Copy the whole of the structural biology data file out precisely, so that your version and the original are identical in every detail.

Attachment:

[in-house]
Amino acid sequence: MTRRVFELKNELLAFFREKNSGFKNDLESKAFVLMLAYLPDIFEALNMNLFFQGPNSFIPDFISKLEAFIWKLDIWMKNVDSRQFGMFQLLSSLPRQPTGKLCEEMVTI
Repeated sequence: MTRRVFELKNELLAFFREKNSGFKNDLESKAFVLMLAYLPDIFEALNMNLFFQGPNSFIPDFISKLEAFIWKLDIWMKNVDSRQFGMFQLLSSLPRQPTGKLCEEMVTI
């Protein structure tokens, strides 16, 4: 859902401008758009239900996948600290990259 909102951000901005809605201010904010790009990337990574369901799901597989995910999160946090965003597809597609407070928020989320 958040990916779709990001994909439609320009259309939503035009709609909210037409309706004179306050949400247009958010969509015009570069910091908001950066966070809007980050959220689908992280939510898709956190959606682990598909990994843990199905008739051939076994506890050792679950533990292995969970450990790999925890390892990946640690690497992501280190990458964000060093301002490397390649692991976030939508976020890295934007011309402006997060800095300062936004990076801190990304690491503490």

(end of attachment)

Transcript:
[in-house]
Amino acid sequence: MTRRVFELKNELLAFFREKNSGFKNDLESKAFVLMLAYLPDIFEALNMNLFFQGPNSFIPDFISKLEAFIWKLDIWMKNVDSRQFGMFQLLSSLPRQPTGKLCEEMVTI
Repeated sequence: MTRRVFELKNELLAFFREKNSGFKNDLESKAFVLMLAYLPDIFEALNMNLFFQGPNSFIPDFISKLEAFIWKLDIWMKNVDSRQFGMFQLLSSLPRQPTGKLCEEMVTI
């Protein structure tokens, strides 16, 4: 859902401008758009239900996948600290990259 909102951000901005809605201010904010790009990337990574369901799901597989995910999160946090965003597809597609407070928020989320 958040990916779709990001994909439609320009259309939503035009709609909210037409309706004179306050949400247009958010969509015009570069910091908001950066966070809007980050959220689908992280939510898709956190959606682990598909990994843990199905008739051939076994506890050792679950533990292995969970450990790999925890390892990946640690690497992501280190990458964000060093301002490397390649692991976030939508976020890295934007011309402006997060800095300062936004990076801190990304690491503490």